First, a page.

Two cases of severe combined immunodeficiency caused by adenosine deaminase deficiency with a new mutation and a novel missense mutation in DCLRE1C

Almslati, Arwa Alsalmi M. (2018-04-14)

SCID is a rare, potentially fatal syndrome of diverse genetic causes in which there is combined absence of T-lymphocyte and B-lymphocyte function (and in many cases also natural killer, or NK, lymphocyte function) and considered to be the most serious of the primary immunodeficiencies. The different genetic causes of SCID vary with respect to laboratory findings and patterns of inheritance. There are about 13 genes that implicated in SCID which increase the susceptibility to very serious infections. Luckily, effective treatments, such as stem cell transplantation, exist that can cure the disorder. All types of primary immunodeficiencies, not just SCID, stand to benefit from early diagnosis so early identification of SCID can make possible life-saving intervention before infections occu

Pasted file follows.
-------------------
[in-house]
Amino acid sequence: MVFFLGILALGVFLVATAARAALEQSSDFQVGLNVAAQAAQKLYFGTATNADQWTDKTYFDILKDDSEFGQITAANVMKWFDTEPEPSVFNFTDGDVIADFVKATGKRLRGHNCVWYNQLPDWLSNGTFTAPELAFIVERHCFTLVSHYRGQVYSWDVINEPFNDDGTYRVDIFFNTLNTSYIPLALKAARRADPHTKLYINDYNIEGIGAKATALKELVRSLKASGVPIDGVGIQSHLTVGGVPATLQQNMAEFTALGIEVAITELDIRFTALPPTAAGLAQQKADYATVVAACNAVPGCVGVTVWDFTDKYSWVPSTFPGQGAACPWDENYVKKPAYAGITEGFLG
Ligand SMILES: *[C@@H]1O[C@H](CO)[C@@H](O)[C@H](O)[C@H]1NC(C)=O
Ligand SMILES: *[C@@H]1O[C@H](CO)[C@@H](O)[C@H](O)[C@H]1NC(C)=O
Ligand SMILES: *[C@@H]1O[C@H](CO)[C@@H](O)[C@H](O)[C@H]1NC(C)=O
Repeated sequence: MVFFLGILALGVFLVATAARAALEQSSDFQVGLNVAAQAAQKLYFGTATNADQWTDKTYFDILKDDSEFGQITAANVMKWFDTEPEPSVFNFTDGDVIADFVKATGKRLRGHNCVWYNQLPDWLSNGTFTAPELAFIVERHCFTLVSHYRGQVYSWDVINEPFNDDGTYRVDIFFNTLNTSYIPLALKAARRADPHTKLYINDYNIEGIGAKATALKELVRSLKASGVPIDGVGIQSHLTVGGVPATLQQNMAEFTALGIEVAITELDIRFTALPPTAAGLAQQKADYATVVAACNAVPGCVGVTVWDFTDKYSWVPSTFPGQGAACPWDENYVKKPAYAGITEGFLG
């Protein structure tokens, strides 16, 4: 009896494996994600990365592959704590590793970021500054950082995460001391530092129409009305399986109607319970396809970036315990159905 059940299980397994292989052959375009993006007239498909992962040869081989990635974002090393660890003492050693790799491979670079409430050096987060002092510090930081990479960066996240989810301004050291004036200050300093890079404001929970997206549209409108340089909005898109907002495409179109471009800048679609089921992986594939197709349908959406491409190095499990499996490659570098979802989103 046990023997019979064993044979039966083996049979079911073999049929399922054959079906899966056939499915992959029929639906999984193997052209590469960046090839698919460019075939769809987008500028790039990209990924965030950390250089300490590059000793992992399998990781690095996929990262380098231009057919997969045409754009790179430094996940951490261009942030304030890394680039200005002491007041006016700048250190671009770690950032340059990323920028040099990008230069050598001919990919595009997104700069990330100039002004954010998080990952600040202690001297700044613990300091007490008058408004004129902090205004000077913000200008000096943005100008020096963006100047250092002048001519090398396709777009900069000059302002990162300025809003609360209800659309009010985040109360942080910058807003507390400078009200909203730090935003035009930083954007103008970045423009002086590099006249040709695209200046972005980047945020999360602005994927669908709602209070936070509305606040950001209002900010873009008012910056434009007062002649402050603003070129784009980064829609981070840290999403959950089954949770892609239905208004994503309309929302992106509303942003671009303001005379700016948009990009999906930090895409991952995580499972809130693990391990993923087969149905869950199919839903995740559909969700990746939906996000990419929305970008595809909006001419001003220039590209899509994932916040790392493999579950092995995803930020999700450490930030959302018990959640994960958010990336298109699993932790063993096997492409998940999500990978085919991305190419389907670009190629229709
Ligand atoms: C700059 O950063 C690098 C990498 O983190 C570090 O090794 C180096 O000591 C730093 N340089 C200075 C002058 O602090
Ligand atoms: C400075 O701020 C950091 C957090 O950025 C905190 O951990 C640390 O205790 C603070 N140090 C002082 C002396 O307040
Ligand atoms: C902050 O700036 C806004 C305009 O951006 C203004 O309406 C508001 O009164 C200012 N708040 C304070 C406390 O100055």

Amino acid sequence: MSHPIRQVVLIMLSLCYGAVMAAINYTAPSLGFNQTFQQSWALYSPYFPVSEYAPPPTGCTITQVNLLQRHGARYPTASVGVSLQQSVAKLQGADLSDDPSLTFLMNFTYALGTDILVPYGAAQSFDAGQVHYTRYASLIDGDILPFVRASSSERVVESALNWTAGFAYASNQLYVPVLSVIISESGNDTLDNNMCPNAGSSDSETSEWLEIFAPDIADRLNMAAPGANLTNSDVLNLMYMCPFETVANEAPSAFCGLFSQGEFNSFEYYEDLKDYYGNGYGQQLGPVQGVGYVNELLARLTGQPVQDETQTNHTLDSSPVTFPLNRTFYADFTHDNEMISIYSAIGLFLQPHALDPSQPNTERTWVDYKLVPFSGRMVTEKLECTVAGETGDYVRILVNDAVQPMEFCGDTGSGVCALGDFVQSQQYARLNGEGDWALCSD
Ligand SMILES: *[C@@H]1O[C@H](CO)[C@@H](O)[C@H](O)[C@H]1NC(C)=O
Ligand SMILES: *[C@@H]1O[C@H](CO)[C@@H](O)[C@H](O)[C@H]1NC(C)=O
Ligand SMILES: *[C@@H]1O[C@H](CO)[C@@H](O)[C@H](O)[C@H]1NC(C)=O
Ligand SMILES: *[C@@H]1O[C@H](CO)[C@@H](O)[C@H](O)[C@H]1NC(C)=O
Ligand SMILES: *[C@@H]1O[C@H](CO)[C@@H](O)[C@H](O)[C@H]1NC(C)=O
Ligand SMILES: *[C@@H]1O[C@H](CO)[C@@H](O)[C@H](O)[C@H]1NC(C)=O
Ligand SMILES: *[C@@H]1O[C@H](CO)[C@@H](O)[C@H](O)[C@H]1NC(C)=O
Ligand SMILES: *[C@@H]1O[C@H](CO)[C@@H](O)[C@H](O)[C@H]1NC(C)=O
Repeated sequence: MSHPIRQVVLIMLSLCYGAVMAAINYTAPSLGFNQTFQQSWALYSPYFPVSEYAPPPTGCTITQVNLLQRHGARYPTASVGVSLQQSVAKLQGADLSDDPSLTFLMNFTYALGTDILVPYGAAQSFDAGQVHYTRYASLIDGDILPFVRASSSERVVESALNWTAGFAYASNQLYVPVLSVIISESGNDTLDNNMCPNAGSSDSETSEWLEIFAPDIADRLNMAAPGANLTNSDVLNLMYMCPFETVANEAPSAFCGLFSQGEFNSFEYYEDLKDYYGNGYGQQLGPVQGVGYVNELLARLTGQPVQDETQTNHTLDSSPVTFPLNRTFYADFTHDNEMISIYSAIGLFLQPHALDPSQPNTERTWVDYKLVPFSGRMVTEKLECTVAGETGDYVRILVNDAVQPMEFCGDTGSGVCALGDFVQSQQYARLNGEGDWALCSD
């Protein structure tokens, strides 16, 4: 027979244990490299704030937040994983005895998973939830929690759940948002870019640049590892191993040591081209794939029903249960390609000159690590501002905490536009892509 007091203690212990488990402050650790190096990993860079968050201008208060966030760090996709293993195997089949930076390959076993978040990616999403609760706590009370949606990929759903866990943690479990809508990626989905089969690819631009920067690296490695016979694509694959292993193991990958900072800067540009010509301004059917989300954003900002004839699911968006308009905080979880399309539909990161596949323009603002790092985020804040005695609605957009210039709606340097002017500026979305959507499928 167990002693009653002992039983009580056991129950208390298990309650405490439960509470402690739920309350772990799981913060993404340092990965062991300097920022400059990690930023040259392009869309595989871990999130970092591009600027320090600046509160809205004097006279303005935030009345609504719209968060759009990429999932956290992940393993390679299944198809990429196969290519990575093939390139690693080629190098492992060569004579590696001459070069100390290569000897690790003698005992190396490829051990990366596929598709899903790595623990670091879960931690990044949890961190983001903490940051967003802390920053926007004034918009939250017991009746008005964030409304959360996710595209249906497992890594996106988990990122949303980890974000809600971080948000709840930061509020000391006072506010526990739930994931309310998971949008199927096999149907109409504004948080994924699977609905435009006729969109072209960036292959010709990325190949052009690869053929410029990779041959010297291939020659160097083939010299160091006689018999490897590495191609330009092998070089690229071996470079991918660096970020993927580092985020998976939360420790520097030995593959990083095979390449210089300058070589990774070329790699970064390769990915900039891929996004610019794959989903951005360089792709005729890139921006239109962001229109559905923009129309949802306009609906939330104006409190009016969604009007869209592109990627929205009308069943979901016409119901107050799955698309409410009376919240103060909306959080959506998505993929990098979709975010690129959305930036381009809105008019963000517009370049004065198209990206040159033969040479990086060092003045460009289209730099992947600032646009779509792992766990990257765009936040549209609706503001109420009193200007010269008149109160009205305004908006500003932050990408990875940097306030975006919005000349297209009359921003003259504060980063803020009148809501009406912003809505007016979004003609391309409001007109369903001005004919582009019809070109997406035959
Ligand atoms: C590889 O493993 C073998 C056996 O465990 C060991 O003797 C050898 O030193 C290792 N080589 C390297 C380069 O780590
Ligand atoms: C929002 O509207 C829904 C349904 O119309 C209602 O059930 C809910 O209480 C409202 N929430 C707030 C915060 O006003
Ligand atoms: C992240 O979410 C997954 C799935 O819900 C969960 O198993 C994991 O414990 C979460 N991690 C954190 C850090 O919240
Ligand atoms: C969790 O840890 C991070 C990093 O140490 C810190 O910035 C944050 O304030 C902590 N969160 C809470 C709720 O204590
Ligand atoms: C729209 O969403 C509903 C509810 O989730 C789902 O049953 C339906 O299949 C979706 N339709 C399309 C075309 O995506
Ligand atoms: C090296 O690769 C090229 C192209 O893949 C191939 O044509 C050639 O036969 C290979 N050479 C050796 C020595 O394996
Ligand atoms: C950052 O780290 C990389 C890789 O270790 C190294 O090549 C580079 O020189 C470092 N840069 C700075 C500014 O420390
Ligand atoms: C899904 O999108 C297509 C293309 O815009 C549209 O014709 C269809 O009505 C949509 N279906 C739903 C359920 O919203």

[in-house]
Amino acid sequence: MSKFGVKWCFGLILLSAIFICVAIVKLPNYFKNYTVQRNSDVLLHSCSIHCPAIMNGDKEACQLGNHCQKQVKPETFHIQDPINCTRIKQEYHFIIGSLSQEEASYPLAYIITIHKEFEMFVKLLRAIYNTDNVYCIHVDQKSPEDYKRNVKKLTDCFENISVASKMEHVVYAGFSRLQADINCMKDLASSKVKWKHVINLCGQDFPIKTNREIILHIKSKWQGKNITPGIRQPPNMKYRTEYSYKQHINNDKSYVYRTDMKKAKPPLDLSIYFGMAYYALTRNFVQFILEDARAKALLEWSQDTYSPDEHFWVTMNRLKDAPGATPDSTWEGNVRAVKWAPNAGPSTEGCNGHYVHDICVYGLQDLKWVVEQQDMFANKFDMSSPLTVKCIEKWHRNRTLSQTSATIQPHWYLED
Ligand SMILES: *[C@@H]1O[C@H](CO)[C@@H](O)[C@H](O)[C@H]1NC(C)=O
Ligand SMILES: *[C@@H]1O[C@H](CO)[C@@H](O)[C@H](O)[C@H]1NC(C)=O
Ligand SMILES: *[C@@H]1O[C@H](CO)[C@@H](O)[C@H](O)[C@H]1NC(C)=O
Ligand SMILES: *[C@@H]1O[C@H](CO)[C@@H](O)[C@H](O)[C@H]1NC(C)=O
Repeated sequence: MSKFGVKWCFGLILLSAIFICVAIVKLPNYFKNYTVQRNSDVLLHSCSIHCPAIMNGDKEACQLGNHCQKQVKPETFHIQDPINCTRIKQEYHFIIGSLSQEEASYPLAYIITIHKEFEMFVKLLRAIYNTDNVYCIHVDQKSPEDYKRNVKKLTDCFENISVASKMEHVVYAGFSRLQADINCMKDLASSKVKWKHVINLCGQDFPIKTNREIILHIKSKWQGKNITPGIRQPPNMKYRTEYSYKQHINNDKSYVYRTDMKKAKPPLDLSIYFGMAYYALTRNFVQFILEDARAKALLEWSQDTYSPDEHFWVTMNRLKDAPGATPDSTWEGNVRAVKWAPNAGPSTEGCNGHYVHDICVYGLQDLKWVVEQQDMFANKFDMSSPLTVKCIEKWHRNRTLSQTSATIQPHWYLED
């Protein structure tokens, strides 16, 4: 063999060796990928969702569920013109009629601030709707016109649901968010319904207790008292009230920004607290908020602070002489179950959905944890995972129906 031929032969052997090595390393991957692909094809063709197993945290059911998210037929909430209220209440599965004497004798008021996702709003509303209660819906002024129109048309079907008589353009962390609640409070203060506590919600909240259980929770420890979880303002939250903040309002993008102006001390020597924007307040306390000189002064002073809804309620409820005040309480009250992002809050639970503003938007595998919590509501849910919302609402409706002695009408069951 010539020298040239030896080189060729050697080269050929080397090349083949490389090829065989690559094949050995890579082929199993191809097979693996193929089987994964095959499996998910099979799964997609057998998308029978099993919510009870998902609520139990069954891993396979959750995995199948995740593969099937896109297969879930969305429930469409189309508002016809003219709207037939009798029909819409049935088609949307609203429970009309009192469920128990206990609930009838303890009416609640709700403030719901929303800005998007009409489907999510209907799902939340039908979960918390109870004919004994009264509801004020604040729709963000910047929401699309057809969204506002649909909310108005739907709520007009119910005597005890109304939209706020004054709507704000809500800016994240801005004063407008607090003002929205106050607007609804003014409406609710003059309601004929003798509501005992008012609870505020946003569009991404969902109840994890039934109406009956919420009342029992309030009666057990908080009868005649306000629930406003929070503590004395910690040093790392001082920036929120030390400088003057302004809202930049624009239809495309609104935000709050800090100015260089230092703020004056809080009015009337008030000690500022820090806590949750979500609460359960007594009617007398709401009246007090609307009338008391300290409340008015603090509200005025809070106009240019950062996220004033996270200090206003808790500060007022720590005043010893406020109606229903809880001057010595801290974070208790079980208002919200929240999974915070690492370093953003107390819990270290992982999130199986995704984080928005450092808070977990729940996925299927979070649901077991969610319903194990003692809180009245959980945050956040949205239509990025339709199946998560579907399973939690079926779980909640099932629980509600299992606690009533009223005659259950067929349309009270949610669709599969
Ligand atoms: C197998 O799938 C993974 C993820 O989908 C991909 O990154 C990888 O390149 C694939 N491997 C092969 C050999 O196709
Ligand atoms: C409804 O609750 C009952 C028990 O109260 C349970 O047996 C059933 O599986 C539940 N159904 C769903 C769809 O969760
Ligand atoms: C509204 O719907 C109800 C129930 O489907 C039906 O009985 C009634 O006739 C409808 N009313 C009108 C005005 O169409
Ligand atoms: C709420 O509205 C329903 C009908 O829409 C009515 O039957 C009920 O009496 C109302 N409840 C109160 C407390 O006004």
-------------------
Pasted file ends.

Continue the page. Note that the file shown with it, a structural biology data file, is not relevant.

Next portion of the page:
Severe combined immunodeficiency (SCID)is a potentially fatal primary immunodeficiency in which there is combined absence of T-lymphocyte and Blymphocyte function. There are at least 13 different genetic defects that can cause SCID. SCIDIs the most serious primary or congenital human immunodeficiency disorder. Adenosine deaminase (ADA) deficiency is among the most common causes of severe combined immunodeficiency and is autosomal recessively inherited through mutations in the ADA gene, characterized by dysfunction of the T, B, and natural killer (NK) cells (T-B-NK-SCID) Mutations in the gene for Artemis (DCLRE1C) cause a rare form of autosomal recessive radiosensitive SCID, which results in a T-B-NK+ phenotype. General presentation occurs in infancy with lymphopenia, failure to thrive, diarrhea, candidiasis, and Pneumocystis jiroveci pneumonia. In Artemis deficiencyPatients with an Omenn syndrome phenotype have also been described. Even with supportive therapies, patients with SCID will not survive without aHematopoietic stem cell transplantation (HSCT). Patients transplanted before 3 months of age have a greater survival while patients who are transplanted later and have suffered end organ damage from infections have a much lower success rate. Overall, patients with T-BSCID have less successful HSCT outcomes than patients with T-B+ SCID

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